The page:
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Private schools prone to corruption

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<p style='text-align: left;'>Lee Myun-young, unseen in the photo, chairman of Hongik, a private foundation that owns Hongik University, seen above, is among the school managers who are being investigated for involvement in irregularities. <br />                                                                                                                           / Yonhap</span><br /><br />

Lee Myun-young, unseen in the photo, chairman of Hongik, a private foundation that owns Hongik University, seen above, is among the school managers who are being investigated for involvement in irregularities.
/ Yonhap

Incoming gov't tasked to strengthen supervision

By Na Jeong-ju

At least three managers of private universities are being investigated for their involvement in multiple irregularities, including the manipulation of accounting books and misappropriation of school funds.

This is the latest in a series of corruption cases involving managers and owners of private schools. Analysts say such rampant corruption at private institutions is largely linked to opaque and questionable management practices there.

The managers who are being probed are Lee Hong-ha, founder of Seonam University; Lee Myun-young, chairman of Hongik Foundation; and Kim Seung-tae, president of Anyang University.

The new corruption cases suggest that the government's recent measures to enhance managerial transparency and the governance structures at private schools have not been effective.

"How to tackle the problem is a big challenge for the incoming administration because lax oversight of private schools could jeopardize its educational initiatives, including curbing college tuition. Managers' misuse of tuition income and school assets could lead to a tuition rise," said Woo Jong-hun, a civic activist participating in a tuition-cut drive.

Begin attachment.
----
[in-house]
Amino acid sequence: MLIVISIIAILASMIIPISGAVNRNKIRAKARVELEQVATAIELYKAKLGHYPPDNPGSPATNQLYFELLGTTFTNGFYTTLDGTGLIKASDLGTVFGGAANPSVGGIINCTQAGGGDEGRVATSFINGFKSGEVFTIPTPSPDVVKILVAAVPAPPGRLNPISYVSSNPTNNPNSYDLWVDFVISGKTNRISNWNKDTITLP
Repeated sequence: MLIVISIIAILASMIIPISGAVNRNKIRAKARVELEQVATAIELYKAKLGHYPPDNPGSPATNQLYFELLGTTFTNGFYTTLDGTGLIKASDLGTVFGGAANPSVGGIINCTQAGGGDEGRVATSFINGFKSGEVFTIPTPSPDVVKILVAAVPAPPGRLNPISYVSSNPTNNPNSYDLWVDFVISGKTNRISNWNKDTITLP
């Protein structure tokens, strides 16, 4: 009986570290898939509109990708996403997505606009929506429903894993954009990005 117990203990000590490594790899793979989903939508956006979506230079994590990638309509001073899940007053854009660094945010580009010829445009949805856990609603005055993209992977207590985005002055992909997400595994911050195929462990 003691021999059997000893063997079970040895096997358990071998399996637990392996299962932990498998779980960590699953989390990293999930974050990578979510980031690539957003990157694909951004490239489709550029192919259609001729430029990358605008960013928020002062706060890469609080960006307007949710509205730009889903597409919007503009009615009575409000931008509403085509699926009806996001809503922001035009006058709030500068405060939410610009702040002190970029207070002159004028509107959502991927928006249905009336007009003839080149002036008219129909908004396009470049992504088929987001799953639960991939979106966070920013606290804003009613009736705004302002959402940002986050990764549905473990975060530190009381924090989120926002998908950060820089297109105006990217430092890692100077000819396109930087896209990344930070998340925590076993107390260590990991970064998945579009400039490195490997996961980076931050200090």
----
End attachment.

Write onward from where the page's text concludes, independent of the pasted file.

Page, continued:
According to experts, enhancing managerial transparency at universities has become more important than ever since the government increased state scholarships for college students.

The government plans to pay scholarships amounting to 2.77 trillion won to students this year, up over 60 percent from 1.7 trillion won in 2012. The scholarships will be provided through universities.

"Private universities account for 80 percent of higher education institutes, therefore we need to verify the integrity and morality of their owners, presidents and their family members," an official from the Korea Association of University Professors said.

Hotbed of corruption

Seonam University founder Lee was indicted last month for embezzling 90 billion won of school funds. With the money, he bought properties and registered them under the name of his children and relatives. He even purchased an expensive apartment in southern Seoul and gave it to his son.

Eight primary and secondary schools operated by Hongik are also being probed for allegedly manipulating accounting books to misappropriate 13.1 billion won ($11.6 million) of state subsidies and tuition income.